In the study, which is published in the Dec. 15 issue of The Lancet, Chen's team looked at 75 patients with metastatic, gastrointestinal stromal tumors that had not responded to standard therapy with Gleevec. The patients had taken part in a phase I/II trial studying the efficacy of sunitinib.
The researchers looked back at the medical records of these patients, noting those who died from heart disease or had suffered heart attacks or congestive heart failure. They also looked at the effect of sunitinib on the heart's ability to pump blood and on blood pressure.
Chen's group found that eight patients given repeated cycles of sunitinib had cardiovascular events. Two had heart attacks, and six had heart failure. Of 36 patients given the approved dose of sunitinib, 10 had a 10 percent or more reduction in the ability of their heart to pump blood, and seven had a 15 percent or more reduction in heart function.
In addition, sunitinib was associated with increases in blood pressure, with a total of 35 (47 percent) of the patients developing hypertension. However, these effects were not permanent: When sunitinib treatment was stopped and patients began therapy to ease heart problems, levels of heart failure and heart functioning improved, the researchers found.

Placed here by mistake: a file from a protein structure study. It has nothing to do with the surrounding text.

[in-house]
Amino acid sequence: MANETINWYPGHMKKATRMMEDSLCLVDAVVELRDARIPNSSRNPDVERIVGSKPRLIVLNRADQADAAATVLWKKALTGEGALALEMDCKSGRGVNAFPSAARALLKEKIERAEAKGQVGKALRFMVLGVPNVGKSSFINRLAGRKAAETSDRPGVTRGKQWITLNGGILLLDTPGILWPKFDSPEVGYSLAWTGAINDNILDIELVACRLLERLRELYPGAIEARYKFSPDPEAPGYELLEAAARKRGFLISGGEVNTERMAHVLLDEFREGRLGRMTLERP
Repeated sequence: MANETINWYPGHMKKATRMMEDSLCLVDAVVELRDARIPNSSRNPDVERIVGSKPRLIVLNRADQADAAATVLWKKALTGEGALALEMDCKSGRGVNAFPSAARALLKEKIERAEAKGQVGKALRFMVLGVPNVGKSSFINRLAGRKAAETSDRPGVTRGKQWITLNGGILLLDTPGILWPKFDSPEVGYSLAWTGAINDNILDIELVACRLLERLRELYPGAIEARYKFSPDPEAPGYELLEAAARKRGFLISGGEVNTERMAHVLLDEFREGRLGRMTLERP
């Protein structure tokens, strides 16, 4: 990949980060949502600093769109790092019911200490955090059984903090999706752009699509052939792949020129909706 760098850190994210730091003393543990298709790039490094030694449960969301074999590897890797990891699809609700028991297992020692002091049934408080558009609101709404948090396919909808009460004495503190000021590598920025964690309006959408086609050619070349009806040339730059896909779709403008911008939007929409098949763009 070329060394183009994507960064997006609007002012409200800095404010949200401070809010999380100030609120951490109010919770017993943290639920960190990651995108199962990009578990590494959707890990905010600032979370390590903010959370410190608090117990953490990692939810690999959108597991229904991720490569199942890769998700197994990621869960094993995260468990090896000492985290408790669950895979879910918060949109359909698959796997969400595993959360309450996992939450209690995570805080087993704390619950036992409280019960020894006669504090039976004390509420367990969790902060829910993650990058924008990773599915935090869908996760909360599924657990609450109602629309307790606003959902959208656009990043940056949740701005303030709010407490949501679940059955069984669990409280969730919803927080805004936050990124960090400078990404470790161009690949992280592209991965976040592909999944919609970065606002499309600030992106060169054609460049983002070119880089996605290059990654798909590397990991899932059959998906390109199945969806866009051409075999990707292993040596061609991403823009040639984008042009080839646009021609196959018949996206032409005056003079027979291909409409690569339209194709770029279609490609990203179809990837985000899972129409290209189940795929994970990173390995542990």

"Most of the patients who had heart problems were able to resume taking sunitinib with either a modification in their dose or initiation of heart failure medication," Chen said.
In addition, in experiments with mice and rat heart cells, Chen's team found that sunitinib triggered heart cells damage and death.
However, in their statement, Pfizer noted that, "Lower incidences of cardiovascular effects have been observed in subsequent randomized Phase 3 prospective Sutent studies in both renal cell carcinoma and gastrointestinal stromal tumor[s]." That includes a lo
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